"If the pro-European Union Emmanuel Macron wins, I do not believe that it will have any major effect on the relations between the European Union and the United States — both will try to keep on working on a free trade agreement," University of Kent Research Associate Benjamin Leruth said.
Leruth stated the result of the first round of the French election was a setback for former National Front leader and nationalist Marine Le Pen as it put Macron, the establishment and leading pro-Brussels politician in the race, ahead of her.
"Emmanuel Macron is now virtually considered as France's next president. Indeed, Marine Le Pen would need to find at least an extra 9-10 million voters to win… Victory for Macron means another round of life for the ‘European’ idea," he explained.
If elected, Macron would certainly take other actions to try and restore momentum to moves toward greater European unity, Leruth predicted.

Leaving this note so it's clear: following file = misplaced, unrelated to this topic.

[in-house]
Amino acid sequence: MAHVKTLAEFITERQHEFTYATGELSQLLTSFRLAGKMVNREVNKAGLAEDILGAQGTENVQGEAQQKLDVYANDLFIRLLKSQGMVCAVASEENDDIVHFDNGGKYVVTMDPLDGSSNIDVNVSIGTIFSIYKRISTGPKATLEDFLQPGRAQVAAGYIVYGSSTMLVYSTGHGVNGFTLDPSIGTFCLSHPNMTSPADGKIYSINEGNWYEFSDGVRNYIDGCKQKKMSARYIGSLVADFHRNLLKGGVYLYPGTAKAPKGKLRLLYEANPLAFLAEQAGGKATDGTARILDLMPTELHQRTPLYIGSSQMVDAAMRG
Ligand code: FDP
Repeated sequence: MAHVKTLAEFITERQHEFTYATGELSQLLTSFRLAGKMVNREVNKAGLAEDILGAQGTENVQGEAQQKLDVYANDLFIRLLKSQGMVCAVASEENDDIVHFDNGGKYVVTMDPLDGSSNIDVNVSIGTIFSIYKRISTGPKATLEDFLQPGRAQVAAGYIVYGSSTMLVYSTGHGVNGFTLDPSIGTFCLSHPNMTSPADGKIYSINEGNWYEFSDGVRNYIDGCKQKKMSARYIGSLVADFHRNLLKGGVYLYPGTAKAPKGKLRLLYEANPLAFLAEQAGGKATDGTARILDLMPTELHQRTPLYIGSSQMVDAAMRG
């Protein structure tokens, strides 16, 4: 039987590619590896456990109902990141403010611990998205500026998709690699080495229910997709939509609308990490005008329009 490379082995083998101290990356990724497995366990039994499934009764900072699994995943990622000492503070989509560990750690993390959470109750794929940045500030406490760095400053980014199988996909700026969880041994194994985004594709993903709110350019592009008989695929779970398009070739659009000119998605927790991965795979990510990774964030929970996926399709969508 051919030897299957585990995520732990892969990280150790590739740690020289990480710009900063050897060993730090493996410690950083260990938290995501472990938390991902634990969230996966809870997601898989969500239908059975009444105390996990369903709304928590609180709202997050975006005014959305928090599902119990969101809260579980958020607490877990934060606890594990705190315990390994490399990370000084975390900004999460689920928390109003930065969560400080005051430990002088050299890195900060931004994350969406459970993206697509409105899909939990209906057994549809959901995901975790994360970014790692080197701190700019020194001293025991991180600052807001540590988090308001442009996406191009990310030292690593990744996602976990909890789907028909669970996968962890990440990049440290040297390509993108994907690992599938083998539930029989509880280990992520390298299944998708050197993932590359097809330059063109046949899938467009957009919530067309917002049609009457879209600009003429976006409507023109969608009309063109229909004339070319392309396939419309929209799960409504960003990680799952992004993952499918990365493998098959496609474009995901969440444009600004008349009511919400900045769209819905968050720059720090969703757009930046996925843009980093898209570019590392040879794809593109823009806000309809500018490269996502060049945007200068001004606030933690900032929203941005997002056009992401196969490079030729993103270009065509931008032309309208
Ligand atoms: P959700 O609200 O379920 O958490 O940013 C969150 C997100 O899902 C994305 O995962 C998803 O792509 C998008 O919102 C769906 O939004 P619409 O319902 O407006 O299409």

A victory by Le Pen would create a very different dynamic, Leruth acknowledged.
"However, if Marine Le Pen was to be elected, then plans for a free trade deal are likely to be frozen," he said.
University of Surrey Senior Lecturer in European Politics Theofanis Exadaktylos agreed that the outcome of the first round of voting was a setback for Le Pen and encouraging for supporters of the European Union.
A victory by Macron could result in a "breathing space" for European Commission and national leaders in the EU to try and work out a new coherent policy on dealing with both Russia and the hawkish Trump administration in the United States, Exadaktylos suggested.
"Realistically, we expect Mr. Macron to win. This will definitely mean the buying out of political time for Europe to sort out a common strategy for Russia, but also the chance for Europe to weigh out the intentions of Mr. Trump especially on issues like Syria and North Korea," he said.
Macron will most likely work with Merkel to reinvigorate the core of the European Union as a global actor as well, Exadaktylos predicted.